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Friday 28 September 2018

The Spotlight: Interview With Andy From The Crawling By Paul H

The Crawling

MoM: You come across as a right miserable bunch. I’ve been to Lisburn many times and I think I’d be miserable too if that was where I came from. Are there any cities in Northern Ireland where so much concrete has been used?

Andy: Ach, i grew up in Lisburn so I’ll probably always have a bit of a soft (concrete) spot for it; I’ve  a lot of fond memories of prowling the streets as a teenager under the influence of cheap cider! That said, no, probably not too many cities with less concrete.

MoM: I’ve drunk in the Tuesday Bell which is a Wetherspoons pub in Lisburn. God, that was depressing. Where do you guys hang out?

Andy: Wouldn’t entertain Wetherspoons at the best of times … as for Lisburn? … not a chance. We tend to hit Belfast for a night out, as that’s where most of the metal happens. Every Saturday The Distortion Project runs RocKD, which features at least 3 local bands, and often touring acts. It’s held in a great venue, and always gets a good crowd. Aside from that we play as many free weekends as we get, and we always make a weekend of it where we can; so that’s our fav place to hang out - gigs!

MoM: Okay, enough of the Lisburn discussion. Let’s get some background about The Crawling. You’ve been together since 2014. How did the band form?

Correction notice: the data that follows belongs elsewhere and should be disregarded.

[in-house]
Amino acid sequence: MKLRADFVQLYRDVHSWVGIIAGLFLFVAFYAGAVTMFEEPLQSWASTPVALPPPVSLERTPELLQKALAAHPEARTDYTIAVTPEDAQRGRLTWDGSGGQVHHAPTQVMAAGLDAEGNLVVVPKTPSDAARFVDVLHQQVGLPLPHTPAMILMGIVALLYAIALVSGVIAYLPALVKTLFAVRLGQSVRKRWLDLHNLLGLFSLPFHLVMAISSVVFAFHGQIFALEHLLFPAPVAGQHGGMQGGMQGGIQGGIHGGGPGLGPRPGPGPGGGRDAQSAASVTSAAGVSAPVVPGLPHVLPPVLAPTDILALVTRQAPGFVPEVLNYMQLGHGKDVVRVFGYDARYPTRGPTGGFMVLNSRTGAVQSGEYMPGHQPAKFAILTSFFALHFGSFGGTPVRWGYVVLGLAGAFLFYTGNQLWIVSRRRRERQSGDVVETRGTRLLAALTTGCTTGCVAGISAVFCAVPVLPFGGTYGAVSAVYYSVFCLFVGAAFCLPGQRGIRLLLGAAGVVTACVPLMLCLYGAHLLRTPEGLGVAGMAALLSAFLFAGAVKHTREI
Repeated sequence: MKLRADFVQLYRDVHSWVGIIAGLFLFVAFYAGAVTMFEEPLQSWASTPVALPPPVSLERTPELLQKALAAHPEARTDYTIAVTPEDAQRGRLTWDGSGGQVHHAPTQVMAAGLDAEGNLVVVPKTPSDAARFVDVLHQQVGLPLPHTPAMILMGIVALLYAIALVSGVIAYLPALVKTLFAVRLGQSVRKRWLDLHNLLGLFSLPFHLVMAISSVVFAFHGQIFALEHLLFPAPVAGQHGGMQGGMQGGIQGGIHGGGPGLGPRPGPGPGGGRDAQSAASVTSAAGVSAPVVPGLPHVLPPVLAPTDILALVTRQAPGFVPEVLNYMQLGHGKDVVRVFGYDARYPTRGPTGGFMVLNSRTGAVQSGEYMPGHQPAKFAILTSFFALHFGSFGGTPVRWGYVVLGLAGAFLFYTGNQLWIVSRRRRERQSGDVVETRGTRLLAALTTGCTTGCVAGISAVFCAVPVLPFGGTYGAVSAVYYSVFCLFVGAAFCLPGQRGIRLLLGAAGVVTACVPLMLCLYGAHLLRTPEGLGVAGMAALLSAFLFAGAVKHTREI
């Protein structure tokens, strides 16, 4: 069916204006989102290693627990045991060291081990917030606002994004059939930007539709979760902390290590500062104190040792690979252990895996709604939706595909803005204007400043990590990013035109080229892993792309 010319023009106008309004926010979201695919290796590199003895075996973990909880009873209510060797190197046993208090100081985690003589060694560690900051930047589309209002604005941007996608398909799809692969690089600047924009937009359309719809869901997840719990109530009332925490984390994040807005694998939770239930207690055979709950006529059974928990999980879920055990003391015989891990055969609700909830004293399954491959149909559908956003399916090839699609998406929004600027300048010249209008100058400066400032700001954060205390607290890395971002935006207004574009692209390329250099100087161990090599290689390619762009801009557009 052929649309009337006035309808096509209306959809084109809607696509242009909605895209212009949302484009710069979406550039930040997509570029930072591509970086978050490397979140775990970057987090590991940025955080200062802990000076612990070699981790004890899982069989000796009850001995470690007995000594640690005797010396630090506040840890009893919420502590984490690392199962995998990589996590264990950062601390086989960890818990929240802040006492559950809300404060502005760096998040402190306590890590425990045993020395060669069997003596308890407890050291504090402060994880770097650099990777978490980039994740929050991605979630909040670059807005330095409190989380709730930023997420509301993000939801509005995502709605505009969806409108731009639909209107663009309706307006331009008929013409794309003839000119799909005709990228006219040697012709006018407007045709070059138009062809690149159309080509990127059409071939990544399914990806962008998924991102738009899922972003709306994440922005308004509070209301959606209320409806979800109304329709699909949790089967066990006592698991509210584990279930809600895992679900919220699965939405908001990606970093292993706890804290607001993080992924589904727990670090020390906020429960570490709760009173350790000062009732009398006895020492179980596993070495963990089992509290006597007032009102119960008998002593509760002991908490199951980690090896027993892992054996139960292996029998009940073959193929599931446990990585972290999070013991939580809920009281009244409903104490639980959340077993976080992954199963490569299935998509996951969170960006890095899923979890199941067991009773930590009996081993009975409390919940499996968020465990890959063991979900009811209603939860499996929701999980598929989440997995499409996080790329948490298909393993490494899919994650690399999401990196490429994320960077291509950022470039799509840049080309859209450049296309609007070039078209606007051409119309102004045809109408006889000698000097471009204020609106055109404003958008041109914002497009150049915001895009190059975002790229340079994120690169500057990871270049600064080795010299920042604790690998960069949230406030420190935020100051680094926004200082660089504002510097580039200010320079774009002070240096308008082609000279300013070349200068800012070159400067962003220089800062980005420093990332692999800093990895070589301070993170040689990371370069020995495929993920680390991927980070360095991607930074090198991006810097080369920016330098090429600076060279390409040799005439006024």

Andy: All down to Stuart on that one. I’ve known Stu since i was 15 years old, and we’ve always kept in touch on and off over the years. He messaged me out of the blue and basically asked did I fancy playing a bit of guitar and jamming out a few death metal covers with some mates. I figured it would be cool as I hadn’t played in band for 3 years. We had a few jams and it was sounding pretty good, I then decided to write a couple of tunes and see how that went. It started to sound strong, with great potential, so i figured ‘fuck it’ - let’s do this. We altered the line up a bit and it started from there. It’s been a great ride so far.

MoM: I can hear everything from My Dying Bride to Behemoth in your music. Who are your main influences?

Andy: My Dying Bride are my favourite band, and my first experience of “doom” metal as I recognise it. They totally changed my life and set me on a path of discovery into bands in that genre. My biggest influences are Peaceville bands; MDB, Anathema, Paradise Lost, Katatonia and 90’s death metal bands like Entombed, Bolt Thrower and Morbid Angel. That said I listen to a fair bit of black metal too, Forgotten Tomb, Marduk, Satyricon, Behemoth, Tribulation, Dark Throne. I guess it all filters through into the stuff I write.

MoM: Anything you grew up listening to that you really wouldn’t want us to reveal? Which one of you has a Beyonce album?

Andy: I don’t think so actually. My early listening was pretty respectable - Status Quo, Motley Crue, Iron Maiden etc. No Beyonce fans that I know of anyway! ha, ha!